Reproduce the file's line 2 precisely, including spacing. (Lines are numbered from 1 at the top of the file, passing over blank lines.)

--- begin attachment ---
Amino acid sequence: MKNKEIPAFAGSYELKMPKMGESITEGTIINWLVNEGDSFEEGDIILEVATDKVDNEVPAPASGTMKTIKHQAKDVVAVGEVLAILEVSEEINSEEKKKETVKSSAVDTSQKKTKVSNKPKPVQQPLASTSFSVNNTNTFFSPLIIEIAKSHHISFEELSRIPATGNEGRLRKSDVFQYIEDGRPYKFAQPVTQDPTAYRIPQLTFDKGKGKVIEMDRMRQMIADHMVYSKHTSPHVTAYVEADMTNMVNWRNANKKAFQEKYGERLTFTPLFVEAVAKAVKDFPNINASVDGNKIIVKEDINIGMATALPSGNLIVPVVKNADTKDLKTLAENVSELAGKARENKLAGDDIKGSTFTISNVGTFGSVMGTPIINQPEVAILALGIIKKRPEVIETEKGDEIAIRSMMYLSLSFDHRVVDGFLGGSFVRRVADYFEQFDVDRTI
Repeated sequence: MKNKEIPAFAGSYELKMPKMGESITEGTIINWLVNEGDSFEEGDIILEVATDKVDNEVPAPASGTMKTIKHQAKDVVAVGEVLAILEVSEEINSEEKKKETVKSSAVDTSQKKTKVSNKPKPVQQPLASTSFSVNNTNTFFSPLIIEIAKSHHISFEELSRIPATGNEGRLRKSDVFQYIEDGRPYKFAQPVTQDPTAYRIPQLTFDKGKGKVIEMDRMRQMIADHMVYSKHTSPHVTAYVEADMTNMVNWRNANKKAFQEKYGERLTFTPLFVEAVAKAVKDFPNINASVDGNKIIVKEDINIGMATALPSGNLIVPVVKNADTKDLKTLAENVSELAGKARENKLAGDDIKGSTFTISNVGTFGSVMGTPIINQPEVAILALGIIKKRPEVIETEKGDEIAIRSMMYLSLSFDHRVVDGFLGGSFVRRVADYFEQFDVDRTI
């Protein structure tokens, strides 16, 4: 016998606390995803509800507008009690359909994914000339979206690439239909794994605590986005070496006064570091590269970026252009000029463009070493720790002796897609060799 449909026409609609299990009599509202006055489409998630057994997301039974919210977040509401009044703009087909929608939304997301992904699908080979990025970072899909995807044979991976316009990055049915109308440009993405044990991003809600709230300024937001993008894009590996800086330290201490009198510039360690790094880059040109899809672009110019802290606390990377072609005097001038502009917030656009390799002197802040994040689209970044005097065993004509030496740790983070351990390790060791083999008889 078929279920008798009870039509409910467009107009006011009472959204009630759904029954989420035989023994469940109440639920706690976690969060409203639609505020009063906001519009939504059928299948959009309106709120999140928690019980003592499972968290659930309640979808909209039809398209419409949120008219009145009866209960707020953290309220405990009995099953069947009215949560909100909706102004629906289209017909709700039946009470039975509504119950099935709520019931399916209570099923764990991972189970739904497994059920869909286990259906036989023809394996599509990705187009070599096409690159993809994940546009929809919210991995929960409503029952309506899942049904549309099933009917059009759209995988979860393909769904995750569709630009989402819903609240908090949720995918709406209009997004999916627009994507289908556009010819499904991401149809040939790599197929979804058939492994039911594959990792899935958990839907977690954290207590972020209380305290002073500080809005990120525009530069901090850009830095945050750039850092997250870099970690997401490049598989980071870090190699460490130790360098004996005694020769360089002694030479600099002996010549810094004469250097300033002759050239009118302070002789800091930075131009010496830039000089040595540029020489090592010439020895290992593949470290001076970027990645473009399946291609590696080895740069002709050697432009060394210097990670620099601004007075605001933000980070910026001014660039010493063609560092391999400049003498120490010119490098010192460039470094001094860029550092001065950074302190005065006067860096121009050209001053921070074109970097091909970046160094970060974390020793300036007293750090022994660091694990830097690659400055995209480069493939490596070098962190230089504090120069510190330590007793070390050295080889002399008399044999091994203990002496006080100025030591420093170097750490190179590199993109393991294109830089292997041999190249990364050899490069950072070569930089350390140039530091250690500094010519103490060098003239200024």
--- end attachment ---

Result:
Repeated sequence: MKNKEIPAFAGSYELKMPKMGESITEGTIINWLVNEGDSFEEGDIILEVATDKVDNEVPAPASGTMKTIKHQAKDVVAVGEVLAILEVSEEINSEEKKKETVKSSAVDTSQKKTKVSNKPKPVQQPLASTSFSVNNTNTFFSPLIIEIAKSHHISFEELSRIPATGNEGRLRKSDVFQYIEDGRPYKFAQPVTQDPTAYRIPQLTFDKGKGKVIEMDRMRQMIADHMVYSKHTSPHVTAYVEADMTNMVNWRNANKKAFQEKYGERLTFTPLFVEAVAKAVKDFPNINASVDGNKIIVKEDINIGMATALPSGNLIVPVVKNADTKDLKTLAENVSELAGKARENKLAGDDIKGSTFTISNVGTFGSVMGTPIINQPEVAILALGIIKKRPEVIETEKGDEIAIRSMMYLSLSFDHRVVDGFLGGSFVRRVADYFEQFDVDRTI